But Derek Morado, an openly gay 2nd Class Petty Officer in the Navy, doesn’t see it that way. Morado, who faced being discharged from the Navy for being gay but was allowed to stay after DADT’s repeal, thinks the assault was an isolated incident: “I don’t think the negative political rhetoric we’re hearing these days, as bad as it may be, had any influence on these guys. I think they’re just troubled and dealing with their own demons,” he says.
Romney has said during the presidential campaign that he would not try to overturn the repeal of DADT. But one Army Major—who has spent 15 years in the military, is legally married to another woman, is a parent and served in Afghanistan—isn’t convinced.
“I think if Romney gets elected we could see a change in policy and we could frankly see more of this type of violence,” says the Major, who asked not to be identified because she is having issues with a superior officer that are related to her sexual orientation.
She thinks there is a “direct connection” between the incident in Long Beach and the current political discourse.
“When someone who wants to be the new Commander in Chief says he opposed the repeal of Don’t Ask, Don’t Tell and is in a party that officially says gays and lesbians should not be in the military and that they should not be allowed to marry, what message does that send to the rank-and-file Marine and soldier? It creates an environment of ambiguity and potential hostility.”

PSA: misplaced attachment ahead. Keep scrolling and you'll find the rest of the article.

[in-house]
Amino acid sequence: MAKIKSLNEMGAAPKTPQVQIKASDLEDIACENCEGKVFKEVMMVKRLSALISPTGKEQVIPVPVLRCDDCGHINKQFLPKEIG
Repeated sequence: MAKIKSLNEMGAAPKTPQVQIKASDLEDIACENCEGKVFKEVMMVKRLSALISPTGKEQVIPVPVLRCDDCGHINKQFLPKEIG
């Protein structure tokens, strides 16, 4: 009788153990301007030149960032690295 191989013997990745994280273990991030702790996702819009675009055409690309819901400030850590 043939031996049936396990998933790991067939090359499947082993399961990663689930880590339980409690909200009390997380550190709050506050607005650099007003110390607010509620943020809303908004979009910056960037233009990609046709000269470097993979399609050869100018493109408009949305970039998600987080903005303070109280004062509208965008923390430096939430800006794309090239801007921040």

“I can see how these Marines can look at what Republican leaders are saying as justification for what they did,” says a gay member of the Army’s Special Operations force.
Romney declined to comment for this story. Instead, a Romney spokesperson emailed The Daily Beast this exchange between Romney and the editorial board of The Des Moines Register, which took place last December during the primary race:
QUESTION: “How do you feel about gays serving openly in the military?”
ROMNEY: “That's already occurred. I'm not planning on reversing that at this state.”
QUESTION: “But you're comfortable with it?”
ROMNEY: “I—I was not comfortable with making the change during a period of conflict. By virtue of the complicating features of a—of a new program in the middle of—of two wars going on, but those wars are winding down and moving to that direction at this stage. It no longer presents that problem.”